TAIPEI, Taiwan (AP) — Torrential rains unleashed by a slow-moving typhoon battered Taiwan on Thursday, flooding low-lying areas and paralyzing life across broad swathes of the densely populated island of 23 million people.
Typhoon Saola, which killed 23 people in the Philippines earlier this week, has already been blamed by local media for seven deaths in Taiwan, though the official toll puts the death count at three.
Dozens of flights were canceled at Taipei's main international airport, where heavy winds destroyed two jetways, and rail transport throughout the island was disrupted.
By Thursday afternoon, Saola was centered on the northeastern county of Ilan, where rescuers were using rubber boats and amphibious vehicles to evacuate hundreds from flooded homes.
They were also seeking to locate at least six stranded residents, cut off from the rest of their farming community when flood waters overwhelmed a small bridge.
Packing sustained winds of 118 kph (74 mph) and gusts of 154 kph (98 mph) Saola was moving at only 15 kph (9 mph). Its slow speed and heavy rains raised the prospect of potentially devastating flooding in areas that have already absorbed more than 150 centimeters (58 inches) of rain since Tuesday.
All seven major reservoirs in Taiwan released large quantities of water in a flood prevention measure.
Saola was expected to pass north of the capital, Taipei, later Thursday before moving out to sea en route to the Chinese mainland, 160 kilometers (100 miles) to the west.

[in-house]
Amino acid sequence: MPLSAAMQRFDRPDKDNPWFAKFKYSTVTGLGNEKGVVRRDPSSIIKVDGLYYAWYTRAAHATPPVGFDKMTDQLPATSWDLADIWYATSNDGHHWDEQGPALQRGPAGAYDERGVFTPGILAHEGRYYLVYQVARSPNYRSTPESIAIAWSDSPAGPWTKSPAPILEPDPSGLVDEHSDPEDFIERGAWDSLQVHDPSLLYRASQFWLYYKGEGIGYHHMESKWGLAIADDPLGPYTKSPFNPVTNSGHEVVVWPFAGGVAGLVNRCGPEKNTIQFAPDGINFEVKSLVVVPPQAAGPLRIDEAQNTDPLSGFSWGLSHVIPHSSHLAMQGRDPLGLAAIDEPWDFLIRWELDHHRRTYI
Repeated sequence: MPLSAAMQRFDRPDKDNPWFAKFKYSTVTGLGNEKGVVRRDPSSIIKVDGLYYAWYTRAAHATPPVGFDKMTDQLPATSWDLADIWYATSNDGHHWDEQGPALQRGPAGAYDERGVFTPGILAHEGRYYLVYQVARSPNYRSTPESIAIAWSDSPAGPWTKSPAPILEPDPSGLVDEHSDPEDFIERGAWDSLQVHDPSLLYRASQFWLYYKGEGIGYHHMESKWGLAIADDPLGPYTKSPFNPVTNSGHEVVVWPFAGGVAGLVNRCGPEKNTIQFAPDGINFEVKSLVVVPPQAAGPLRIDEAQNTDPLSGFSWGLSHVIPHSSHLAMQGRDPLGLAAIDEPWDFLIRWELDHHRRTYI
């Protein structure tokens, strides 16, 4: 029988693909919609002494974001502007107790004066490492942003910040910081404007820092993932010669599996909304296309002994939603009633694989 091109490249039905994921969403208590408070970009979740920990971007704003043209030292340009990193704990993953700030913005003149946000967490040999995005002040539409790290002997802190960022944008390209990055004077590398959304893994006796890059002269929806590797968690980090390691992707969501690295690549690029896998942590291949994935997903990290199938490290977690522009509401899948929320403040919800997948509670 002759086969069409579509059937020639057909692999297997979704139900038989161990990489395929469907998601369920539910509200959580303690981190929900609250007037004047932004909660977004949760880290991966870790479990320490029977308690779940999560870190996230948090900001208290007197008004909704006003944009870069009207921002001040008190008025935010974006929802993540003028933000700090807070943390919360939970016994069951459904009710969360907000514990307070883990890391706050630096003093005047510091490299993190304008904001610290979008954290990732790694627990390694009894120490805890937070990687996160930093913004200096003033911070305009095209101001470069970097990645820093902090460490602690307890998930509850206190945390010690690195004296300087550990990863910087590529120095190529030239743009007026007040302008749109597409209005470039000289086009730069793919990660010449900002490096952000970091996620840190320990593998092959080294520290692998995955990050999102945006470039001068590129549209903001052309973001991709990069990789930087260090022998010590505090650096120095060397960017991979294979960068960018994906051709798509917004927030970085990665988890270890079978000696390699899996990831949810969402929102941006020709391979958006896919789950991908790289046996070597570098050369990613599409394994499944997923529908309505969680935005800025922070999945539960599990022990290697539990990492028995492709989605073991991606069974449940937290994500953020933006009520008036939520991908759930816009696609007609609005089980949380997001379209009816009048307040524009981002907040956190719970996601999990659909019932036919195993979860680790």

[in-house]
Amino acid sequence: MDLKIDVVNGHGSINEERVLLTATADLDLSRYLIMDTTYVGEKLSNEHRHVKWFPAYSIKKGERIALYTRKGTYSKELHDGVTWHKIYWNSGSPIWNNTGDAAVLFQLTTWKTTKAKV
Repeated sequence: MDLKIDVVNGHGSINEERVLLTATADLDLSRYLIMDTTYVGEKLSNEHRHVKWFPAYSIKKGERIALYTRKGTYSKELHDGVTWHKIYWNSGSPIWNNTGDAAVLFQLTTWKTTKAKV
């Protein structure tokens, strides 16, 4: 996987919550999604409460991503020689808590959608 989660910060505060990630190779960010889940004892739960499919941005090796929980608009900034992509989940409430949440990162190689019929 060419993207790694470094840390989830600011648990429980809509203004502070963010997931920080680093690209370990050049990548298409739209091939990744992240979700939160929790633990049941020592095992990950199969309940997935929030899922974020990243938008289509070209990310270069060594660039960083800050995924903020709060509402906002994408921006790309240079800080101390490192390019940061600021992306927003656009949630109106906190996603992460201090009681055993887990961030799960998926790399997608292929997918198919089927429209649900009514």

Late Wednesday, authorities ordered offices and businesses closed throughout northern Taiwan, including in Taipei. Normally busy streets in the capital were deserted during the morning rush hour Thursday, as cleanup crews labored to clear them of hundreds of trees and branches felled during the night by Saola's ferocious approach.
Television footage showed acre upon acre of flooded farmland in low-lying coastal areas, punctuated by scenes of raging rivers and roads blocked by mudslides in the island's mountainous center.
The Defense Ministry mobilized 48,000 soldiers to help mitigate the storm's impact, dispatching many to help hard-pressed farmers try to save threatened fruit and vegetable harvests.
The typhoon left at least 23 people dead in the Philippines and forced 180,000 to flee their homes in the capital, Manila, and 27 central and northern provinces. Coast guard and other disaster-response groups rescued 125 people from stricken sea vessels and flooded villages, according to Benito Ramos, who heads the government's National Disaster Risk Reduction and Management Council.